Ever wished you could be there when a future superstar musical artist arrives on the scene? Well, that time is now and the artist is Shane Piasecki.
Piasecki's music returns his listeners to those magical days when Dylan was the voice of the land, when lyrics meant something to the listener and were delivered with catchy tunes that made their message unforgettable.
From the opening strands of Feels Alright to the last haunting notes of Night Like This, Piasecki delivers an album that simply must be experienced. Mixing a rootsy, blues rock sound with lyrical content that is pure Nashville, Set You Free lives up to its title by delivering its listeners from the mundane and predictable sound of so much of today's music. It therefore makes sense that the entire album is being promoted to AAA and Americana radio to allow program directors to choose the tracks they think their listeners will love most.
Those who love Shane’s acoustic side will be gravitating towards the soulful reflection of Wings of Wax and the lonesome, bluesy and hypnotic New To Town. Others may dig the easy rolling, soaring harmonic vibe and the biting wit of Jackie O, the moody, reverb-heavy ballad Roller Gone, the raw, high energy horn-drenched soul rocker Feels Alright and the infectious, harmonica laced pop/rocker Good Thing, My personal favorites are Mannequin Head and Night Like This, which leave me wanting more of Piasecki's incredibleness.
Recorded at The Sound Emporium B and The Lab and produced by versatile Nashville producer, performer and band leader Nathan Meckel, Set You Free features performances by two of Nashville's top session players, bassist Dave Roe (Johnny Cash, Dwight Yoakum) and Jerry Roe (Aaron Tippin, American Idol winner Scotty McCreery) who created the groove on Shane’s previous DIY album Monday Creek (2010). In addition, the album was co-mixed and engineered by Grammy nominated mixer/engineer Mark Niemiec (India Arie), who combined with Meckel form the Buzz Brothers. Other top studio musicians lending their talent to this project include keyboardist John Deaderick (Patty Griffin, James Taylor, Dixie Chicks), bassist Steve Mackey, trumpeter Layne Ihde and Maurice “Bow Tie” Farmer.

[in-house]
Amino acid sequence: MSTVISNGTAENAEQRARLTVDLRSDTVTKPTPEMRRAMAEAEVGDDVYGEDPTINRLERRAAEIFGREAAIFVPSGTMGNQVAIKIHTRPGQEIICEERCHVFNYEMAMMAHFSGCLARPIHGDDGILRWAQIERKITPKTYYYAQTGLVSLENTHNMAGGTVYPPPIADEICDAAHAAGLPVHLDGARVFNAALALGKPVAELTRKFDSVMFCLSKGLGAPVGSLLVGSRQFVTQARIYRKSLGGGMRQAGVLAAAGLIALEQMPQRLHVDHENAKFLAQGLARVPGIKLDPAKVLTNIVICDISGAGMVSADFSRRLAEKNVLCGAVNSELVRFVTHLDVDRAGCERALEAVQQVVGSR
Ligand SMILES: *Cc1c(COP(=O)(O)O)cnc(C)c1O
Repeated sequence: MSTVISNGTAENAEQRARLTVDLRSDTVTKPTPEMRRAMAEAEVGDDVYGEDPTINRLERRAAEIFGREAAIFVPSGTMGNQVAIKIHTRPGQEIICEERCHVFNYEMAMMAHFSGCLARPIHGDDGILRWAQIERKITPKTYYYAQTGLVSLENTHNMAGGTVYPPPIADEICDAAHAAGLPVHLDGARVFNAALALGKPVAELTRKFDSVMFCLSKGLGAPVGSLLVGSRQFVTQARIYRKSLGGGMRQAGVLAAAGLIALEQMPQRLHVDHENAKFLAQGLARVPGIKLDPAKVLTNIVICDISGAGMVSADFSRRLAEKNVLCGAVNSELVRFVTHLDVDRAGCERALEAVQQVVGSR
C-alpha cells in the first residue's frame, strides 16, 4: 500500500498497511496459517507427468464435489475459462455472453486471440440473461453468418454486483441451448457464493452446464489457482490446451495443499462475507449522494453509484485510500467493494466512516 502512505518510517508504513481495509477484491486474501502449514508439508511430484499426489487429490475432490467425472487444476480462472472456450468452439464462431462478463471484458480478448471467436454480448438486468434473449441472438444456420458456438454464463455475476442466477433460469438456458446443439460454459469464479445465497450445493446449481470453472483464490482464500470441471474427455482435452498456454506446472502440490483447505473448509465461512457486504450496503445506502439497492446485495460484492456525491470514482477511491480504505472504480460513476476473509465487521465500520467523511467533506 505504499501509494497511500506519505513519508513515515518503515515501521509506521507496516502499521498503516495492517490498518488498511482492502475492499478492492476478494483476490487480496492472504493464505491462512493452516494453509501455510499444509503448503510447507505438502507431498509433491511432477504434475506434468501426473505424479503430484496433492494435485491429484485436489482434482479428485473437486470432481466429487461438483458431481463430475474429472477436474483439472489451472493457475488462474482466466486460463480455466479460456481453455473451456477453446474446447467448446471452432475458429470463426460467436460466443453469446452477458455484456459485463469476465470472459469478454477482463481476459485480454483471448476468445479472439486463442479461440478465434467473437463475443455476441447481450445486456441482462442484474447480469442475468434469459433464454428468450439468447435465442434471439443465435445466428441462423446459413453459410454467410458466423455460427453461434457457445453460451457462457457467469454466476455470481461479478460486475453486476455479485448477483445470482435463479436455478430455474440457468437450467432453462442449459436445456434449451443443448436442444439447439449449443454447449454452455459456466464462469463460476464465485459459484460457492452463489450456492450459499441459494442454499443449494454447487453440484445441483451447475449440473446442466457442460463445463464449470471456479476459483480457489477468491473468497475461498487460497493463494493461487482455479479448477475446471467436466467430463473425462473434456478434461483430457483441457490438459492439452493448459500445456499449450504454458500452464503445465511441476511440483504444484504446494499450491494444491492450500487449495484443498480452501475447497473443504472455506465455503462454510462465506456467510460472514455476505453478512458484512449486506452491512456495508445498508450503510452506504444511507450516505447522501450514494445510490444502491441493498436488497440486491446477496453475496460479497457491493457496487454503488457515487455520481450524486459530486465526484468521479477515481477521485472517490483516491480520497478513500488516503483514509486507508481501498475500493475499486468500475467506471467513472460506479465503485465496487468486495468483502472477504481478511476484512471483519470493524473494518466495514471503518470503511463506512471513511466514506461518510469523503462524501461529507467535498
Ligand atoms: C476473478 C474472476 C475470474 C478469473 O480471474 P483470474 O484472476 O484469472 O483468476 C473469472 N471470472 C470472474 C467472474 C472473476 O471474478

“While Set You Free reflects my growth as a songwriter over these past few years, it also marks a breakthrough because it’s my first recording to feature me playing lead guitar – something that few artists recording in Nashville do,” says Shane, who plays a Floyd Stratocaster, Fender Strat, Fender Telly and Gretsch hollow body. “I’ve been working towards this style of Americana where I can play the lead guitar in everything for a long time. I like to say that it’s me getting away from John Mayer-land and creating my own stamp via experimenting with another few levels in my guitar playing.
“If I’m working with my acoustic,” he adds, “I’m doing something folky and poppy, but put an electric guitar in my hand and I’m doing blues and rock. I feel that I have paid my dues with my previous DIY indie albums and that Set You Free, which combines the best of all my styles, puts me on the first tier of an exciting new level in my career. It’s inspiring to work with this caliber of world class musicians and I’m becoming more confident that the songs I am writing, while drawing from many inspirations, don’t sound like any other artist.”
While his career is in a different kind of overdrive since signing with Favarett and now LandStar Entertainment, Piasecki, who grew up listening to CCR and Eric Clapton while driving down country roads with his father in his hometown of Liberty Center, Ohio, has been building to this level of success for the past 10 years. His first indie album All For Coffee (2004) earned him a sport as an opener on the Hanson tour at the House of Blues in Cleveland. Local critics took notice after hearing Piasecki sold more albums in a single night than any other band that had ever opened up for the platinum pop trio.
“All of my life experiences before and since I moved to Nashville have really helped me grow as a songwriter,” Piasecki says. “What’s going on now is that instead of writing songs just about love and heartache, I’m reflecting upon the unique life I am living. To me, songwriting is really about chronicling the world as you see it, and that’s always been the essence of truly American music. I’m following in a storied tradition that starts all the way back with Hank Williams, Sr. in the country world and carries on to this day. At the end of the day, I’m trying to be a good American songwriter.”